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Author Topic: Extending HT Battery Life  (Read 527 times)

Posts: 2315


« on: January 01, 2019, 12:58:01 PM »

>> ... Have you had any experience with any of the batteries that are shown on eBay at cheaper prices
for the FT-60R?

I tend to stick with local dealers or otherwise well-respected battery suppliers for aftermarket cells/packs.
There's a lot of rubbish out there ... with either no one to contact for support, or expensive or non-existent
return policies.

The stock NiMH pack for the Yaesu FT-60R is the 1400mAH FNB-83. About US$36 at Yaesu dealers everywhere.
Properly charged, you should achieve about 1,000 discharge-charge cycles from quality NiMH packs.

Personally, I still use the empty Yaesu FBA-25 AA "shell" and populate it with 2700mAH Maha NiMH AA
cells. That instantly nearly "doubles" my run time (from stock 1400 to 2700mAH).

I further increase my run time by improving my antenna, and turning DOWN the TX power to 2W. I mean,
if you are not making it line-of-sight with a decent antenna at 2W on 2M and 440 - then you're probably not
going to make it at full TX 4-5W power. (Example: I worked the ISS FM voice when it was a few hundred
miles downrange at 2W and a handheld tape measure beam.)

I FURTHER increase my battery run time by using a headset or speaker-mic. What eats up batteries? Keying
the mic and transmitting, and turning up the VOLume of the received audio. What is the first thing you do when
you have a shoulder-mounted speaker-mic or are wearing a headset? You turn the VOLume DOWN.

SO ... Just using the stock 1400mAH battery packs - there's how to more than DOUBLE time between charges:
improve your antenna, turn TX power down, and use an audio accessory!

There are Li-Ion packs for the FT-60R. The advantages pf Li-Ion are that they will maintain their charge longer
than NiMH, and they perform better in freezing temperatures. And they weigh a little less than their NiMH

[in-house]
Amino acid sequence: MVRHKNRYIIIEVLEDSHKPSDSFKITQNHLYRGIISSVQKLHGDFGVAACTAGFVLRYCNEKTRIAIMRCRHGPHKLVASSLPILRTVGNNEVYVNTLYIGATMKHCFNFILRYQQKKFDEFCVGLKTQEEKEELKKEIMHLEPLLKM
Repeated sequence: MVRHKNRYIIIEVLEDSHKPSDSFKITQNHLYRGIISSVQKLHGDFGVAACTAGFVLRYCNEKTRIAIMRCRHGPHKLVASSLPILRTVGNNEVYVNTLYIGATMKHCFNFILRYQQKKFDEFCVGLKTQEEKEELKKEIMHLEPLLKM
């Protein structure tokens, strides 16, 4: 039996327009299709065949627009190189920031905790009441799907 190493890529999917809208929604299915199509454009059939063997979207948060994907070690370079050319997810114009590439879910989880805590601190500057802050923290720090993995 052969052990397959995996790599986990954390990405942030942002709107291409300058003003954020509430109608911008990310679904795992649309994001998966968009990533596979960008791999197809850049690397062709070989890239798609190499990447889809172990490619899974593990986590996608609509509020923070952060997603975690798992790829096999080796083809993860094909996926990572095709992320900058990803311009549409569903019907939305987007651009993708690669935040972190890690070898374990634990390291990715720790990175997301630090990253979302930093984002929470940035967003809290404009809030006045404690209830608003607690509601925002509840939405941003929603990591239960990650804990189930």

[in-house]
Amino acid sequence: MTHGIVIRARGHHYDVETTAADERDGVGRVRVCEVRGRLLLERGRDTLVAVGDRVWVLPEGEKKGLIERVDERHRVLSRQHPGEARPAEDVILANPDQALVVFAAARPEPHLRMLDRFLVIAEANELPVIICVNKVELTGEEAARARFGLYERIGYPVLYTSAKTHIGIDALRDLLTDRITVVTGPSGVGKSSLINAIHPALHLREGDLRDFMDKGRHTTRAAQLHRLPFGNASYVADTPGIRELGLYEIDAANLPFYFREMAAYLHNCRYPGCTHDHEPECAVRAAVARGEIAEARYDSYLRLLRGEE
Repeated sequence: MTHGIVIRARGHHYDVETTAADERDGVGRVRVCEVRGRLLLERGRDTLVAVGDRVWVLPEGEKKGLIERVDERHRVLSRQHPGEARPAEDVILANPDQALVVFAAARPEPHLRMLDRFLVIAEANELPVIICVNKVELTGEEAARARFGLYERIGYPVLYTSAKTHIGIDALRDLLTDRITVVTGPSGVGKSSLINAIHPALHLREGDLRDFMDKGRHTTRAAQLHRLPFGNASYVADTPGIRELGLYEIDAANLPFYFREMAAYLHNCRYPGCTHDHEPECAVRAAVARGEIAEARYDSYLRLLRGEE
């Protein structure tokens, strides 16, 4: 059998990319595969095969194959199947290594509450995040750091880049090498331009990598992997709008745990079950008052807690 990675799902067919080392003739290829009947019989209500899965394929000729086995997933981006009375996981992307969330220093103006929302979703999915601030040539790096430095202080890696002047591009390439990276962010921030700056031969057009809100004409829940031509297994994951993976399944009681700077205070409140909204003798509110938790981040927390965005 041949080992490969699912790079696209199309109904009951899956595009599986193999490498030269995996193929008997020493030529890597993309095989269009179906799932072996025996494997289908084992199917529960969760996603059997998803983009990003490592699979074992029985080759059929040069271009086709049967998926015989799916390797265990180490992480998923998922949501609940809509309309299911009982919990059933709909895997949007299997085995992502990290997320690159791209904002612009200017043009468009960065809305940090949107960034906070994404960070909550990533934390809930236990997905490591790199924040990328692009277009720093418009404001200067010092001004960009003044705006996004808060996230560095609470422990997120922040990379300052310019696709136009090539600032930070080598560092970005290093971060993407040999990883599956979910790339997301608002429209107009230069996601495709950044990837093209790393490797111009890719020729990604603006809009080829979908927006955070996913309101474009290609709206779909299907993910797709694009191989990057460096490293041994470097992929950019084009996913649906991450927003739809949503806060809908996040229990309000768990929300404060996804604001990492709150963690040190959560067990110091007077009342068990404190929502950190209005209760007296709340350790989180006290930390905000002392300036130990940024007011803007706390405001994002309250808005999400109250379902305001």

Personally, I do not charge up a radio and put it away for months - to be used later. And I do not live in
a frigid region. And the minimal weight difference? Nothing to get excited about.

BUT - quality Li-Ion packs will only provide about ONE-HALF the total number of discharge-charge cycles
as NiMH provides.

And so it goes ... Happy 2019!

Clint K6LCS


The Cadex Corp for portable power info:
Ham Radio Outlet:
Batteries America:
Heil HTH and other headsets:
Smiley 270A antenna:

Clint Bradford, K6LCS

Posts: 1344

« Reply #1 on: January 01, 2019, 01:15:13 PM »

Clint, thanks for the good info, I also like your shortcut version of the FT 60 programming, much easier to understand than the Yaesu book. Happy New Year to you . Jim W5JJG

Posts: 2315


« Reply #2 on: January 01, 2019, 02:04:46 PM »

Thanks for the kind words.

YES - I digested that FT-60R 84-page manual, and came up with a half-page
of steps to manually program it ... (grin)

All the info is USUALLY in one's owners manual to manually program their
radios ... but it is SELDOM on Pages 1-3. Steps needed to accomplish that
very basic task might be "hidden" ...

So while I was working at HRO-Anaheim, I wrote a few "quick programming
guides," covering these radios - in addition to the FT-60R:

KENWOOD Cheat Sheets
One-page programming guides for the TH-G71A, TH-F6A, TM-271A, TM-G707A,
TH-D7A, TH-K2AT, and TM-D700. (106 kb .pdf)

ICOM HT Cheat Sheets
One-page programming guides for the IC-R20, IC-T2H, IC-T7H, IC-T81A, IC-T90,
IC-V8, IC-U82, IC-V82, IC-W2, IC-W32, IC-Z1A. (631 kb .pdf)

ICOM Mobile Cheat Sheets
One-page programming guides for the IC-207H, IC-208H, IC-706, IC-706MKII,
IC-706MKIIG, IC-910, IC-2100, IC-2720, IC-V8000. (590 kb .pdf)

They are all available on the DOCS page at -


Clint Bradford, K6LCS
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